Monday, May 4, 2015

Sounding Rocket Launches to Learn What Makes Up a Supernova Remnant

The Cygnus Loop – as captured by the Hubble Space Telescope in 1995 – is the remnant of a supernova that exploded 20,000 years ago. A NASA-funded sounding rocket was launched in early May to examine X-rays streaming from the remnant and help classify what particles are present. Credit: NASA/Hubble/J.Hester

The Off-plane Grating Rocket for Extended Source Spectroscopy (OGRESS) payload was successfully launched on a NASA Black Brant IX suborbital sounding rocket at 4:30 a.m. EDT (2:30 a.m. MDT), on May 2, from the White Sands Missile Range in New Mexico. The payload from the University of Iowa, Iowa City, flew to an altitude of 169 miles before descending back to Earth and landing at White Sands via parachute. The payload will be recovered. Preliminary indications are that the OGRESS payload was successful. The rocket carries new technology to peer at the X-rays streaming from a supernova remnant called the Cygnus Loop – and assess what the debris from this 20,000-year-old explosion is made of. Flying such technology will also open the door to probe the deep universe for missing matter believed to exist, but yet to be observed.

"Supernovae remnants are rich with astrophysical features," said Randall McEntaffer, principal investigator for OGRESS at the University of Iowa in Iowa City. "We want to show that we can resolve the details of those features – of an extremely large, diffuse object -- in high resolution."

At the heart of the OGRESS mission lies a series of optical components, etched with a specific pattern. McEntaffer and his team specialize in making these optics, called gratings. During its observation period, OGRESS will pass incoming soft X-rays across this grating, which splits the X-rays into individual wavelengths of light, to create patterns known as spectra. Centuries of spectroscopic research have taught scientists which particles emit which wavelengths of light, so these spectral patterns can show what kinds of matter are present in something like the Cygnus Loop -- or anyplace else.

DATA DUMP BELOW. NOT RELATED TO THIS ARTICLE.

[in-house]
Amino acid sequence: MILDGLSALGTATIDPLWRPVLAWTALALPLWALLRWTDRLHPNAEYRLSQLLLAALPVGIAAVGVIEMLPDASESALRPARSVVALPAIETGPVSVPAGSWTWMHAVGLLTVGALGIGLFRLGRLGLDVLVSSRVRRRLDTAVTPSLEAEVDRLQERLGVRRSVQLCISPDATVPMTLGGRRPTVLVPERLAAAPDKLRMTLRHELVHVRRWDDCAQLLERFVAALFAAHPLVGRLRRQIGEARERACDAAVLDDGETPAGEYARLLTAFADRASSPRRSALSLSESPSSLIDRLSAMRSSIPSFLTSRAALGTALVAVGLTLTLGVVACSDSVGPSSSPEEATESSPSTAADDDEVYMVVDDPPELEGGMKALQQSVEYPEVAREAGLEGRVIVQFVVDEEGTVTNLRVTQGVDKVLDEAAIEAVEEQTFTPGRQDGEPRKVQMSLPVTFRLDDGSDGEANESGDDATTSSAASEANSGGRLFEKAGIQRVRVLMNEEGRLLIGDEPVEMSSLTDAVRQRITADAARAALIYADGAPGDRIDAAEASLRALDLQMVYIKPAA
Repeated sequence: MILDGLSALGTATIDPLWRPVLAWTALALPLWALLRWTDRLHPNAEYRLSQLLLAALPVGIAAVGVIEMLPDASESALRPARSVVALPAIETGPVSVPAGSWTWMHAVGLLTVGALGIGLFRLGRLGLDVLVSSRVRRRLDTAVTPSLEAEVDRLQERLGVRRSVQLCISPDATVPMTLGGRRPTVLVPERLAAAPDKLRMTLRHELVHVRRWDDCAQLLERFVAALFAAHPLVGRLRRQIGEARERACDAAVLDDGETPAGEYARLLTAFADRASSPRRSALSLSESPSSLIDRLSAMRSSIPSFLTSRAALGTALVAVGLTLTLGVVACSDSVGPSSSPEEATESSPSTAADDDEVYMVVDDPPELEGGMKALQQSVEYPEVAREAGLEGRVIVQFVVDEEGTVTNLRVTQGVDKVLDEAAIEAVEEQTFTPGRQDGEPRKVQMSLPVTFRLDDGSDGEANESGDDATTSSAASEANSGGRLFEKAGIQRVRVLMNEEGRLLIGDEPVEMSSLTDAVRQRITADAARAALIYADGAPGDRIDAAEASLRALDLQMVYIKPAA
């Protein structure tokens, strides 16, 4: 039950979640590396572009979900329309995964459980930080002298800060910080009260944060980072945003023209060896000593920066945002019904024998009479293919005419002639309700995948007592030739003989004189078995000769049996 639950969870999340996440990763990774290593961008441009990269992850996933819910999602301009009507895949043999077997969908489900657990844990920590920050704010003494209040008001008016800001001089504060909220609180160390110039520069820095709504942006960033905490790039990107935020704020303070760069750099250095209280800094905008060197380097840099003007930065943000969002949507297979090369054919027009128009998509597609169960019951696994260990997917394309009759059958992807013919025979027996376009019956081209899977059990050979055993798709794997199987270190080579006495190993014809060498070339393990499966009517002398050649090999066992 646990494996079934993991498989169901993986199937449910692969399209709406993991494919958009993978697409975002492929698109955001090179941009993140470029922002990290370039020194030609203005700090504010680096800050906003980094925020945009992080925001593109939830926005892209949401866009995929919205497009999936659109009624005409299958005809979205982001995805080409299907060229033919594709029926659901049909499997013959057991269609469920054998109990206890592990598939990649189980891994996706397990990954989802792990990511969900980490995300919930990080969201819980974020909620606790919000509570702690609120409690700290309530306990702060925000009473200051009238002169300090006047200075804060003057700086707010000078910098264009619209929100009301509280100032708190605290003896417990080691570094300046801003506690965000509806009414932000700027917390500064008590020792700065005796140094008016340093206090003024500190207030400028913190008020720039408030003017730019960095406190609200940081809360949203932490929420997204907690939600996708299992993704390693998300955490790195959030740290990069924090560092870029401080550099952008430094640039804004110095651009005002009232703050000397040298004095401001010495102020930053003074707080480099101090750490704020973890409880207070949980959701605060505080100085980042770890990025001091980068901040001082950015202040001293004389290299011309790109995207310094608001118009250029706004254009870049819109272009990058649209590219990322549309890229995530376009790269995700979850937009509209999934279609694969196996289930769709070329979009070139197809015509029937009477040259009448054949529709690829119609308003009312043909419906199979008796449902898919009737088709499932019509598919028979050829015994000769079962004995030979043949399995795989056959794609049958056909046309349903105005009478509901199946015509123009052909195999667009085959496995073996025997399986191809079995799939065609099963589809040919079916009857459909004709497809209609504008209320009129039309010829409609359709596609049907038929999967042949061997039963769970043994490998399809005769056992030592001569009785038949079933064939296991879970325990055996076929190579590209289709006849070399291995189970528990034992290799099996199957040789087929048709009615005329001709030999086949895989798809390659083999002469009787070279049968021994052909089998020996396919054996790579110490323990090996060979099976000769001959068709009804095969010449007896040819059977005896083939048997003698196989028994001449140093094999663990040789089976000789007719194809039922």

"Once we know the gratings work well for this astrophysical source, then we can start probing the deep universe," said McEntaffer.

The McEntaffer team stands in front of the OGRESS sounding rocket during its spin balance test. Credit: NASA/OGRESS
The McEntaffer team stands in front of the OGRESS sounding rocket during its spin balance test. Credit: NASA/OGRESS

McEntaffer wants to use similar technology to search for missing matter in distant space. Astrophysicists can measure how much material is present in the universe based on the amount of light observed, but they haven't yet been able to fully categorize the composition of all that material. McEntaffer hopes that eventually he can use their grating fitted to a larger telescope with an extended time in space to identify and accurately measure the material out in the distant universe.

In the meantime, the OGRESS team will take what they learn from this flight and seek to improve their gratings. Another flight is scheduled for 2018 to observe the star Capella.

OGRESS is supported through NASA’s Sounding Rocket Program at the Goddard Space Flight Center’s Wallops Flight Facility in Wallops Island, Virginia. NASA’s Heliophysics Division manages the program.

Credit: NASA

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